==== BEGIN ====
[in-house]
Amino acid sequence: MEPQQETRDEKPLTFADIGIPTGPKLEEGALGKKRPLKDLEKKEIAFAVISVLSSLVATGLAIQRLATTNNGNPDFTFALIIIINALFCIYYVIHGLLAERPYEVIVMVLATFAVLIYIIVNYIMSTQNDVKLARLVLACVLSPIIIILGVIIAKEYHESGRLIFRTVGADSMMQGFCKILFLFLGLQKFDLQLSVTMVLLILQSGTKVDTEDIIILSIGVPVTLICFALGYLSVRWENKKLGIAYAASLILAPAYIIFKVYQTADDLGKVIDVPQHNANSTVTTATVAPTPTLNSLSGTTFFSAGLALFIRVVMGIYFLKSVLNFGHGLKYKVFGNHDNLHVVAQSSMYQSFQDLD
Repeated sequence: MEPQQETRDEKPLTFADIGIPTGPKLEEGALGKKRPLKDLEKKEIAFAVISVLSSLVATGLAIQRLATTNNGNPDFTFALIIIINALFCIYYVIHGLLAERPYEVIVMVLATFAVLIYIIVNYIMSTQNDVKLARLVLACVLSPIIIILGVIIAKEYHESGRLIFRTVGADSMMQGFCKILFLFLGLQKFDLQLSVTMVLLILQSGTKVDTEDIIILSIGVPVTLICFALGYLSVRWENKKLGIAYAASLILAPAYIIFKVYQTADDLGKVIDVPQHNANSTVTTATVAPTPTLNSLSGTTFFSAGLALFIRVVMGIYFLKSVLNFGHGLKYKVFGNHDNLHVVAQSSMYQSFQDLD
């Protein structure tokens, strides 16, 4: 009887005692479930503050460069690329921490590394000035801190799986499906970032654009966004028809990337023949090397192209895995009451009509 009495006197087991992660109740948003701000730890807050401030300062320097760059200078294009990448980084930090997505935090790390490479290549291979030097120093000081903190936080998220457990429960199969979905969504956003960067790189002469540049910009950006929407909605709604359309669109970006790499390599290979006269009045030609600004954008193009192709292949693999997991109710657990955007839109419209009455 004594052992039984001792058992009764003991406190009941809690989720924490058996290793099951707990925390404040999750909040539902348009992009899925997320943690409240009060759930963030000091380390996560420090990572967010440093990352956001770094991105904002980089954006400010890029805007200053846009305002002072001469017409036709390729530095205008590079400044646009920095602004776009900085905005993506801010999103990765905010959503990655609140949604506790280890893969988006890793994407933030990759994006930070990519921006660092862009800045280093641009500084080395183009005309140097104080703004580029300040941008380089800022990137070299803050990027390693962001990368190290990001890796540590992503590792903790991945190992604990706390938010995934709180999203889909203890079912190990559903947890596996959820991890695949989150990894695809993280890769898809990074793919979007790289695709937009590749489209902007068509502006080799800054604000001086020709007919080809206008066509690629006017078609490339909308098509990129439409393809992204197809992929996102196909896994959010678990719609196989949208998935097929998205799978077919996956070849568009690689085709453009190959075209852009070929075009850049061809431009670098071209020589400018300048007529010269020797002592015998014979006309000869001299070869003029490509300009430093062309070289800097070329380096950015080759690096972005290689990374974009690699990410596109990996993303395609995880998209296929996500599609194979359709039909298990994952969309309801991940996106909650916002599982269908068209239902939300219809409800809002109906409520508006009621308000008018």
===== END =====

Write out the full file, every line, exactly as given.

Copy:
[in-house]
Amino acid sequence: MEPQQETRDEKPLTFADIGIPTGPKLEEGALGKKRPLKDLEKKEIAFAVISVLSSLVATGLAIQRLATTNNGNPDFTFALIIIINALFCIYYVIHGLLAERPYEVIVMVLATFAVLIYIIVNYIMSTQNDVKLARLVLACVLSPIIIILGVIIAKEYHESGRLIFRTVGADSMMQGFCKILFLFLGLQKFDLQLSVTMVLLILQSGTKVDTEDIIILSIGVPVTLICFALGYLSVRWENKKLGIAYAASLILAPAYIIFKVYQTADDLGKVIDVPQHNANSTVTTATVAPTPTLNSLSGTTFFSAGLALFIRVVMGIYFLKSVLNFGHGLKYKVFGNHDNLHVVAQSSMYQSFQDLD
Repeated sequence: MEPQQETRDEKPLTFADIGIPTGPKLEEGALGKKRPLKDLEKKEIAFAVISVLSSLVATGLAIQRLATTNNGNPDFTFALIIIINALFCIYYVIHGLLAERPYEVIVMVLATFAVLIYIIVNYIMSTQNDVKLARLVLACVLSPIIIILGVIIAKEYHESGRLIFRTVGADSMMQGFCKILFLFLGLQKFDLQLSVTMVLLILQSGTKVDTEDIIILSIGVPVTLICFALGYLSVRWENKKLGIAYAASLILAPAYIIFKVYQTADDLGKVIDVPQHNANSTVTTATVAPTPTLNSLSGTTFFSAGLALFIRVVMGIYFLKSVLNFGHGLKYKVFGNHDNLHVVAQSSMYQSFQDLD
């Protein structure tokens, strides 16, 4: 009887005692479930503050460069690329921490590394000035801190799986499906970032654009966004028809990337023949090397192209895995009451009509 009495006197087991992660109740948003701000730890807050401030300062320097760059200078294009990448980084930090997505935090790390490479290549291979030097120093000081903190936080998220457990429960199969979905969504956003960067790189002469540049910009950006929407909605709604359309669109970006790499390599290979006269009045030609600004954008193009192709292949693999997991109710657990955007839109419209009455 004594052992039984001792058992009764003991406190009941809690989720924490058996290793099951707990925390404040999750909040539902348009992009899925997320943690409240009060759930963030000091380390996560420090990572967010440093990352956001770094991105904002980089954006400010890029805007200053846009305002002072001469017409036709390729530095205008590079400044646009920095602004776009900085905005993506801010999103990765905010959503990655609140949604506790280890893969988006890793994407933030990759994006930070990519921006660092862009800045280093641009500084080395183009005309140097104080703004580029300040941008380089800022990137070299803050990027390693962001990368190290990001890796540590992503590792903790991945190992604990706390938010995934709180999203889909203890079912190990559903947890596996959820991890695949989150990894695809993280890769898809990074793919979007790289695709937009590749489209902007068509502006080799800054604000001086020709007919080809206008066509690629006017078609490339909308098509990129439409393809992204197809992929996102196909896994959010678990719609196989949208998935097929998205799978077919996956070849568009690689085709453009190959075209852009070929075009850049061809431009670098071209020589400018300048007529010269020797002592015998014979006309000869001299070869003029490509300009430093062309070289800097070329380096950015080759690096972005290689990374974009690699990410596109990996993303395609995880998209296929996500599609194979359709039909298990994952969309309801991940996106909650916002599982269908068209239902939300219809409800809002109906409520508006009621308000008018």